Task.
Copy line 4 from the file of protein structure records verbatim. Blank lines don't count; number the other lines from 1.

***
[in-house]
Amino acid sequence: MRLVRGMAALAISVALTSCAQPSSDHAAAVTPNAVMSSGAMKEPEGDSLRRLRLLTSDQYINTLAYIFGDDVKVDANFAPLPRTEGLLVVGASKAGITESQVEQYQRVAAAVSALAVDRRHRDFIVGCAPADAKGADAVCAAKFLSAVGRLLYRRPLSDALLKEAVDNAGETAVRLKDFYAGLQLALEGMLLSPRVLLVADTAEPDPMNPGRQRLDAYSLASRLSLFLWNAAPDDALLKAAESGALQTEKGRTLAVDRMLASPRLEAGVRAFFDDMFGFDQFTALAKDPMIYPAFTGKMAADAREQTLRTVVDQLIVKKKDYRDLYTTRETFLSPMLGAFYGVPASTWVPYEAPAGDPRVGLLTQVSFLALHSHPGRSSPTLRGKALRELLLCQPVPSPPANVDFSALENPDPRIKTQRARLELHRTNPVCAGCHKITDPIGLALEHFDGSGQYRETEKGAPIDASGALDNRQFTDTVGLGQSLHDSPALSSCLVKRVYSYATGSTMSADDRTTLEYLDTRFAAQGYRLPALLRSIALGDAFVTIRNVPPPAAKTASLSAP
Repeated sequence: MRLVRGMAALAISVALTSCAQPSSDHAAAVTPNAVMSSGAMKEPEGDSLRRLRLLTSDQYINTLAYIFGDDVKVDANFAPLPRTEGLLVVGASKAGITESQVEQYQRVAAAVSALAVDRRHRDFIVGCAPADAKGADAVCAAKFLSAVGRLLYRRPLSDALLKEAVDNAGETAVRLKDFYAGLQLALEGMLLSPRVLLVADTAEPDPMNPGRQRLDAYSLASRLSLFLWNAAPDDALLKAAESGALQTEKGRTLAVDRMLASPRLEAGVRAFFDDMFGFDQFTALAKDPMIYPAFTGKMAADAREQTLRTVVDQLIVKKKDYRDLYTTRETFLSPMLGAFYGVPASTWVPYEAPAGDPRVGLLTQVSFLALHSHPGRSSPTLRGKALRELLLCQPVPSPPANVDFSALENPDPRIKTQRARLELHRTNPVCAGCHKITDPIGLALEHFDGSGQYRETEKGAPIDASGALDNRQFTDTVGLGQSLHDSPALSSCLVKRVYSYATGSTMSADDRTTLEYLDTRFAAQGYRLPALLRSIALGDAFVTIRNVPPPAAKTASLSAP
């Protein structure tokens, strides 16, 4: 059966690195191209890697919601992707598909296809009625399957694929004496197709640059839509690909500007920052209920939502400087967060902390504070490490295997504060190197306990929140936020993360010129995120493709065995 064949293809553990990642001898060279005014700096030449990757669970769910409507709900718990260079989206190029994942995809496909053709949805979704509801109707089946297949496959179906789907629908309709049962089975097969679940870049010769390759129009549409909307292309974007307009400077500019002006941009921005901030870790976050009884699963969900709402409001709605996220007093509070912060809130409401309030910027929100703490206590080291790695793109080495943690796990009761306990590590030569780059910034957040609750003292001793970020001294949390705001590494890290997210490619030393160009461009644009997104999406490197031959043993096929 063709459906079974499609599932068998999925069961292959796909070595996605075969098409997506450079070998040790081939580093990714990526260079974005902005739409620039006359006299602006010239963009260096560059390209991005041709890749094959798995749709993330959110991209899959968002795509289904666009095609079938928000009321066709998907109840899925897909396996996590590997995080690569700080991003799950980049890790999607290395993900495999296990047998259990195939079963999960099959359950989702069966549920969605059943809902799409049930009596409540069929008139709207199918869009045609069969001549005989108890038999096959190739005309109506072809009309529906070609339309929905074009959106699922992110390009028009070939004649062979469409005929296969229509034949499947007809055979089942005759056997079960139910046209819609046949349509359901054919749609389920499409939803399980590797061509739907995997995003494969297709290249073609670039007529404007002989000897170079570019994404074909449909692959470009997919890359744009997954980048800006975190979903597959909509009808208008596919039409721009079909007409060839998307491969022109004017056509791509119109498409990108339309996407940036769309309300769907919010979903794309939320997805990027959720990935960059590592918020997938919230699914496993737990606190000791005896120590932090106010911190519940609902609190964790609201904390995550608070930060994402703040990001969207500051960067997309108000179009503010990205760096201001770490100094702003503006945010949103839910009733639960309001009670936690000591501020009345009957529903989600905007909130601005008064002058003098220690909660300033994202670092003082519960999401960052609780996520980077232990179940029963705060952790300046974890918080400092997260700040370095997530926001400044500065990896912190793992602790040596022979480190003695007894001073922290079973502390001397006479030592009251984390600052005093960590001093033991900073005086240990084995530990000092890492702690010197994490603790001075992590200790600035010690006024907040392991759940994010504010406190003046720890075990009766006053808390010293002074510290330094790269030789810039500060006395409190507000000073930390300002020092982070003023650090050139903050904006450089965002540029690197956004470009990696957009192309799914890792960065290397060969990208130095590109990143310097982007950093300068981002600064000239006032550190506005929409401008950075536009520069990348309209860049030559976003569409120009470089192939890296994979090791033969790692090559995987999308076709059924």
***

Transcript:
């Protein structure tokens, strides 16, 4: 059966690195191209890697919601992707598909296809009625399957694929004496197709640059839509690909500007920052209920939502400087967060902390504070490490295997504060190197306990929140936020993360010129995120493709065995 064949293809553990990642001898060279005014700096030449990757669970769910409507709900718990260079989206190029994942995809496909053709949805979704509801109707089946297949496959179906789907629908309709049962089975097969679940870049010769390759129009549409909307292309974007307009400077500019002006941009921005901030870790976050009884699963969900709402409001709605996220007093509070912060809130409401309030910027929100703490206590080291790695793109080495943690796990009761306990590590030569780059910034957040609750003292001793970020001294949390705001590494890290997210490619030393160009461009644009997104999406490197031959043993096929 063709459906079974499609599932068998999925069961292959796909070595996605075969098409997506450079070998040790081939580093990714990526260079974005902005739409620039006359006299602006010239963009260096560059390209991005041709890749094959798995749709993330959110991209899959968002795509289904666009095609079938928000009321066709998907109840899925897909396996996590590997995080690569700080991003799950980049890790999607290395993900495999296990047998259990195939079963999960099959359950989702069966549920969605059943809902799409049930009596409540069929008139709207199918869009045609069969001549005989108890038999096959190739005309109506072809009309529906070609339309929905074009959106699922992110390009028009070939004649062979469409005929296969229509034949499947007809055979089942005759056997079960139910046209819609046949349509359901054919749609389920499409939803399980590797061509739907995997995003494969297709290249073609670039007529404007002989000897170079570019994404074909449909692959470009997919890359744009997954980048800006975190979903597959909509009808208008596919039409721009079909007409060839998307491969022109004017056509791509119109498409990108339309996407940036769309309300769907919010979903794309939320997805990027959720990935960059590592918020997938919230699914496993737990606190000791005896120590932090106010911190519940609902609190964790609201904390995550608070930060994402703040990001969207500051960067997309108000179009503010990205760096201001770490100094702003503006945010949103839910009733639960309001009670936690000591501020009345009957529903989600905007909130601005008064002058003098220690909660300033994202670092003082519960999401960052609780996520980077232990179940029963705060952790300046974890918080400092997260700040370095997530926001400044500065990896912190793992602790040596022979480190003695007894001073922290079973502390001397006479030592009251984390600052005093960590001093033991900073005086240990084995530990000092890492702690010197994490603790001075992590200790600035010690006024907040392991759940994010504010406190003046720890075990009766006053808390010293002074510290330094790269030789810039500060006395409190507000000073930390300002020092982070003023650090050139903050904006450089965002540029690197956004470009990696957009192309799914890792960065290397060969990208130095590109990143310097982007950093300068981002600064000239006032550190506005929409401008950075536009520069990348309209860049030559976003569409120009470089192939890296994979090791033969790692090559995987999308076709059924």